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Mol Cell Biol. Feb 2006; 26(3): 1002–1013.
PMCID: PMC1347028

Receptor Activator of NF-κB Ligand Regulates the Proliferation of Mammary Epithelial Cells via Id2

Abstract

Receptor activator of NF-κB ligand (RANKL) is a key regulator for mammary gland development during pregnancy. RANKL-deficient mice display impaired development of lobulo-alveolar mammary structures. Similar mammary gland defects have been reported in mice lacking Id2. Here we report that RANKL induces the proliferation of mammary epithelial cells via Id2. RANKL triggers marked nuclear translocation of Id2 in mammary epithelial cells. In vivo studies further demonstrated the defective nuclear translocation of Id2, but the normal expression of cyclin D1, in the mammary epithelial cells of rankl−/− mice. In vitro studies with nuclear localization sequence-tagged Id2 revealed that the nuclear localization of Id2 itself is critical for the downregulation of p21 promoter activity. Moreover, RANKL stimulation failed to induce cell growth and to downregulate p21 expression in Id2−/− mammary epithelial cells. Our results indicate that the inhibitor of helix-loop-helix protein, Id2, is critical to control the proliferation of mammary epithelial cells in response to RANKL stimulation.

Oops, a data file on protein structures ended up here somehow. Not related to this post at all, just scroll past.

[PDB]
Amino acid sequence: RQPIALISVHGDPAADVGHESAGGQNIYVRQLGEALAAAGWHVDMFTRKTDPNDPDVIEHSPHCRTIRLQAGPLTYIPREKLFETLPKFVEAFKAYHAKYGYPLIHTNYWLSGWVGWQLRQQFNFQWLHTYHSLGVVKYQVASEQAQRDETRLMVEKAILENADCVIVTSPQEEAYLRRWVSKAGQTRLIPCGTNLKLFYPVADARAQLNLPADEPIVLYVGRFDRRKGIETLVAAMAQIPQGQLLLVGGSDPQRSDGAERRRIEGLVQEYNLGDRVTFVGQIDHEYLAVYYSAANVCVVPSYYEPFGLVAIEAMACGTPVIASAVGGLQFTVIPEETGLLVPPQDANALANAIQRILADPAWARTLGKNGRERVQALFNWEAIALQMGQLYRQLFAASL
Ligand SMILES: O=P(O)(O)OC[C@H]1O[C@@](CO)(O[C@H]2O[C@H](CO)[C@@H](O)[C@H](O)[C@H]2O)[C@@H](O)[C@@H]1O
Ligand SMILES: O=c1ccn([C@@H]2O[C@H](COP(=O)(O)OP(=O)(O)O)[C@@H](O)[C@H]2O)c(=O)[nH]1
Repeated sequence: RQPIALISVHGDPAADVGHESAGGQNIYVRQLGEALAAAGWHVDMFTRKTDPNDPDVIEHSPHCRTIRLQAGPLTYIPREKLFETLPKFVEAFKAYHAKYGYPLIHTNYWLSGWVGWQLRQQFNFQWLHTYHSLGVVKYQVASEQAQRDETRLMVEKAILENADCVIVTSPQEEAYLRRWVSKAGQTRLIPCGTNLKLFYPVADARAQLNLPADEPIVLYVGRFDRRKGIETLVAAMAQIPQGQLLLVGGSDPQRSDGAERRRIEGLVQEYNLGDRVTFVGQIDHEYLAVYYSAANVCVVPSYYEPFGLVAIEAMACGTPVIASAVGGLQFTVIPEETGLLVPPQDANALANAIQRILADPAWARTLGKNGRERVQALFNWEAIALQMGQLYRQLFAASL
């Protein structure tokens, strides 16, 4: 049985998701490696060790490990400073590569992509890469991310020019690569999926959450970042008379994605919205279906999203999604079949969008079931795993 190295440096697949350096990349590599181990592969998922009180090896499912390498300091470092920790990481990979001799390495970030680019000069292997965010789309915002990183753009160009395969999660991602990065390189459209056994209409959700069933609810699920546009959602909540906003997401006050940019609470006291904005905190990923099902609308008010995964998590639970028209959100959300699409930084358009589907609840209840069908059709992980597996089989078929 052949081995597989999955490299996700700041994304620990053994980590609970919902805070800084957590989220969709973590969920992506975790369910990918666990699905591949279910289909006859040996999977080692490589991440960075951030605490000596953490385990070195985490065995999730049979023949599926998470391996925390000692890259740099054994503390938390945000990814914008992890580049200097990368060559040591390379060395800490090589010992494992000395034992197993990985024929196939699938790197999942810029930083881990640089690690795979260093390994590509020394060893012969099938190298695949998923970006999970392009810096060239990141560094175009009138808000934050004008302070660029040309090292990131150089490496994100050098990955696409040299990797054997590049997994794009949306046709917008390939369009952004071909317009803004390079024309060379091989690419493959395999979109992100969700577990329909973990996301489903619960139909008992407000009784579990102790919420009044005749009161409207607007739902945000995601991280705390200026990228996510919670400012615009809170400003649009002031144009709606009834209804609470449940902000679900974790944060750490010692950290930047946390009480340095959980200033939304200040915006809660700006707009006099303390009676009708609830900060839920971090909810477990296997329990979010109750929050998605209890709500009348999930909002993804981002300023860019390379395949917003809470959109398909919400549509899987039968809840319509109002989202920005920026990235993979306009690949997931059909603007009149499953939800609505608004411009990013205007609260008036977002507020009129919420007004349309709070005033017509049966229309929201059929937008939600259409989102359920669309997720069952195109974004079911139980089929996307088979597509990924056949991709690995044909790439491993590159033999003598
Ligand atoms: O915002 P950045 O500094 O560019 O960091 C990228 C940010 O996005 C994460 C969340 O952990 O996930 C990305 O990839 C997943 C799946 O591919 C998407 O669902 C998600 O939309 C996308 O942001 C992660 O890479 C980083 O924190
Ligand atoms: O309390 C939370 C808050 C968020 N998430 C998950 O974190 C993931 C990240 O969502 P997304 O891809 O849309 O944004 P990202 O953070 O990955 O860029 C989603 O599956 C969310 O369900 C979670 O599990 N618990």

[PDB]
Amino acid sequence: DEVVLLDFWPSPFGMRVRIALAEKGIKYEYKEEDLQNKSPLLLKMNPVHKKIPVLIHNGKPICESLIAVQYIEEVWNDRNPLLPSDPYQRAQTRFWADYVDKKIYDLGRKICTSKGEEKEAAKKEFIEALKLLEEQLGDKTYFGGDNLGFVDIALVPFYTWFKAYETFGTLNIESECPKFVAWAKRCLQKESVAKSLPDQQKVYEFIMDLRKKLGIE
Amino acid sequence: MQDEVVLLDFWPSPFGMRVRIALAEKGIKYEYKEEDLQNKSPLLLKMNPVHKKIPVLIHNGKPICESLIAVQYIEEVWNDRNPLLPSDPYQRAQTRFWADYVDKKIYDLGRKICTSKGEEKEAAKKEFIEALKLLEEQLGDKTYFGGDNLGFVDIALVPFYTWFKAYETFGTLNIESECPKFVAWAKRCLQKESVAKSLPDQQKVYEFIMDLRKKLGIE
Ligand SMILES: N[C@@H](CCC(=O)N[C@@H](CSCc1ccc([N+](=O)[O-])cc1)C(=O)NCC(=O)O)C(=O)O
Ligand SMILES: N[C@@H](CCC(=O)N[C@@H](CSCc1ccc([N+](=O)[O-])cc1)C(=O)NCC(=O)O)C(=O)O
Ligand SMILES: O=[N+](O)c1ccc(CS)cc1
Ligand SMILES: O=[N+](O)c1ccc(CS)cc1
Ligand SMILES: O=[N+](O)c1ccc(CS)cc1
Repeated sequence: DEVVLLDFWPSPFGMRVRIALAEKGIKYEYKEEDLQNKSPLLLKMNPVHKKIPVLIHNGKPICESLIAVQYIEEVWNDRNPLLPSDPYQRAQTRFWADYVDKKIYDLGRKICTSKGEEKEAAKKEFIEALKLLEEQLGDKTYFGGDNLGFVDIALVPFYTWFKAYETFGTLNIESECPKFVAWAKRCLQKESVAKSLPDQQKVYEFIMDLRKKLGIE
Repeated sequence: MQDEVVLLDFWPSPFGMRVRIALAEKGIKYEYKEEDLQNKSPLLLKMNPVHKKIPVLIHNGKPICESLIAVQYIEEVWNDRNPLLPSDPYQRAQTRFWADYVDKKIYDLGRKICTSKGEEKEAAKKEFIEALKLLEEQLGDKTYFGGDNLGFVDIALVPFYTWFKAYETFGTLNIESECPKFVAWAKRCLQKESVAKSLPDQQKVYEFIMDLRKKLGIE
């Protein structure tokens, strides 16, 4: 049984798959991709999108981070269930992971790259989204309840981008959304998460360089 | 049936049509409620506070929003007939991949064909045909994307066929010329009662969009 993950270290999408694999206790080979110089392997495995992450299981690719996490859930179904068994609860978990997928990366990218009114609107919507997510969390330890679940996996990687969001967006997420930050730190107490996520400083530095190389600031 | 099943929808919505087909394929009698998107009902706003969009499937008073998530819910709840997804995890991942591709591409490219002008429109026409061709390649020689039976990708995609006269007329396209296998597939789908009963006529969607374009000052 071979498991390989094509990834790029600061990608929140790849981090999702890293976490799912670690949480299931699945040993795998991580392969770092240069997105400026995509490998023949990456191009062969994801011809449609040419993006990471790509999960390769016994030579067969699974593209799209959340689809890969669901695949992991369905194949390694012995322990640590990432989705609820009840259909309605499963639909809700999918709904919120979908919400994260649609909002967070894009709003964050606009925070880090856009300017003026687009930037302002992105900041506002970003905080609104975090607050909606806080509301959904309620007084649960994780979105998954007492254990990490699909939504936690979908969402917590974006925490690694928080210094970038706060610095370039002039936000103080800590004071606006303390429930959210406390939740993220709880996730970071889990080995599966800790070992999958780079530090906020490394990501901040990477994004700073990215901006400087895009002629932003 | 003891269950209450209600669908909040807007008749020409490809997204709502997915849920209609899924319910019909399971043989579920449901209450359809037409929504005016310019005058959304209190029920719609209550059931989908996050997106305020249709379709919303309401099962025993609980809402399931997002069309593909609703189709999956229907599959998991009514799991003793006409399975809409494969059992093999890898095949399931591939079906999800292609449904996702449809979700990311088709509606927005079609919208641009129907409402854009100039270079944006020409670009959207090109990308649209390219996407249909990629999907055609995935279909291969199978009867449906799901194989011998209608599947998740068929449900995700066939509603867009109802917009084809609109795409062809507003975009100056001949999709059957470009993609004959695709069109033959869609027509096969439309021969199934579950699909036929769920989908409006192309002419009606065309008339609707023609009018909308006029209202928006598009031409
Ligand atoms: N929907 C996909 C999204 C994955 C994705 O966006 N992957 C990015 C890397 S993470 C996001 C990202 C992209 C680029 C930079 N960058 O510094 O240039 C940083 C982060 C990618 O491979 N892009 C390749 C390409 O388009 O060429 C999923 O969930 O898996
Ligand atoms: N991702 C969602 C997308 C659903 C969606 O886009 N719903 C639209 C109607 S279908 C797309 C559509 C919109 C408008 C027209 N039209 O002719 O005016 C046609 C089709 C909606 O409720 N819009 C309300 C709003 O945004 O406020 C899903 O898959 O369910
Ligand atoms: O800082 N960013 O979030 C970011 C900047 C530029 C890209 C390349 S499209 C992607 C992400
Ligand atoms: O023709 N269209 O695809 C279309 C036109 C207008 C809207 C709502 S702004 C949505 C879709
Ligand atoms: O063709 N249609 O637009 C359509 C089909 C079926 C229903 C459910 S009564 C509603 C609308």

Mammary gland development mostly occurs postnatally, by the actions of pregnancy hormones, and proceeds in distinct steps. At birth, the mammary anlage consists of a few rudimentary ducts that occupy a small portion of the mammary fat pad. Pronounced ductal outgrowth and branching commences at puberty. At the onset of pregnancy, increased ductal side branching and extensive epithelial cell proliferation occur, resulting in the formation of lobulo-alveolar structures and the differentiation of secretory epithelia (13, 14, 39). These differentiation steps are essential to form a lactating mammary gland in pregnancy.

The TNF family molecule, receptor activator of NF-κB ligand (RANKL; also known as OPGL, ODF, and TRANCE), is a key factor for osteoclast differentiation and/or activation and dendritic cell survival (1, 20, 41, 42). RANKL-deficient mice exhibit severe osteopetrosis and tooth eruption failure due to a complete absence of osteoclasts (19). In addition to the regulation of bone remodeling and immune functions, we have previously shown that RANKL plays a critical role in mammary gland development during pregnancy. Mice lacking RANKL or its receptor, RANK, show impaired lobulo-alveolar development during pregnancy, owing to intrinsic defects in both the proliferation and survival of mammary gland epithelial cells (9). These mutant mice also display a complete transcriptional block in the β-casein gene. The defect of β-casein gene expression in RANKL-null mice is due to the failure of nuclear translocation of CCAAT/enhancer binding protein β (C/EBPβ) (18). These findings indicate that RANKL and RANK are essential for the development of a lactating mammary gland during pregnancy.